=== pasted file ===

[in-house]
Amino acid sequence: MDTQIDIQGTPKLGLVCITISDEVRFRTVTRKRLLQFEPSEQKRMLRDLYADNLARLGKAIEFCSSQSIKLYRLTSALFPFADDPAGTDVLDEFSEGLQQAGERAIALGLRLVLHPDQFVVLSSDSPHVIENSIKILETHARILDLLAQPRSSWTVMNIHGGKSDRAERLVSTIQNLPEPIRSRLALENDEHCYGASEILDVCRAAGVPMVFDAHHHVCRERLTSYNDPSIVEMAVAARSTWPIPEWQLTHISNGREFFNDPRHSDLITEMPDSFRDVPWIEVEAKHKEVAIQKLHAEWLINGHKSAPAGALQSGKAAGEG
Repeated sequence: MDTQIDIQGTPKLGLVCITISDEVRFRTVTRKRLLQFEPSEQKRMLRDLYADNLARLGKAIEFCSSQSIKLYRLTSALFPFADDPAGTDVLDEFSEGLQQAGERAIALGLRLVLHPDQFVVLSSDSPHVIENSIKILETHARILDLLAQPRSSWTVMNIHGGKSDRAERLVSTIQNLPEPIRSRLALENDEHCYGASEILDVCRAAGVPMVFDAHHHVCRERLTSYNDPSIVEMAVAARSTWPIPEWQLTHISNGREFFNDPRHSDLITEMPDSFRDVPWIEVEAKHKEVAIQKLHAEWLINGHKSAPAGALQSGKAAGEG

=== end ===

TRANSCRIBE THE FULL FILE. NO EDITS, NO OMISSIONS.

[in-house]
Amino acid sequence: MDTQIDIQGTPKLGLVCITISDEVRFRTVTRKRLLQFEPSEQKRMLRDLYADNLARLGKAIEFCSSQSIKLYRLTSALFPFADDPAGTDVLDEFSEGLQQAGERAIALGLRLVLHPDQFVVLSSDSPHVIENSIKILETHARILDLLAQPRSSWTVMNIHGGKSDRAERLVSTIQNLPEPIRSRLALENDEHCYGASEILDVCRAAGVPMVFDAHHHVCRERLTSYNDPSIVEMAVAARSTWPIPEWQLTHISNGREFFNDPRHSDLITEMPDSFRDVPWIEVEAKHKEVAIQKLHAEWLINGHKSAPAGALQSGKAAGEG
Repeated sequence: MDTQIDIQGTPKLGLVCITISDEVRFRTVTRKRLLQFEPSEQKRMLRDLYADNLARLGKAIEFCSSQSIKLYRLTSALFPFADDPAGTDVLDEFSEGLQQAGERAIALGLRLVLHPDQFVVLSSDSPHVIENSIKILETHARILDLLAQPRSSWTVMNIHGGKSDRAERLVSTIQNLPEPIRSRLALENDEHCYGASEILDVCRAAGVPMVFDAHHHVCRERLTSYNDPSIVEMAVAARSTWPIPEWQLTHISNGREFFNDPRHSDLITEMPDSFRDVPWIEVEAKHKEVAIQKLHAEWLINGHKSAPAGALQSGKAAGEG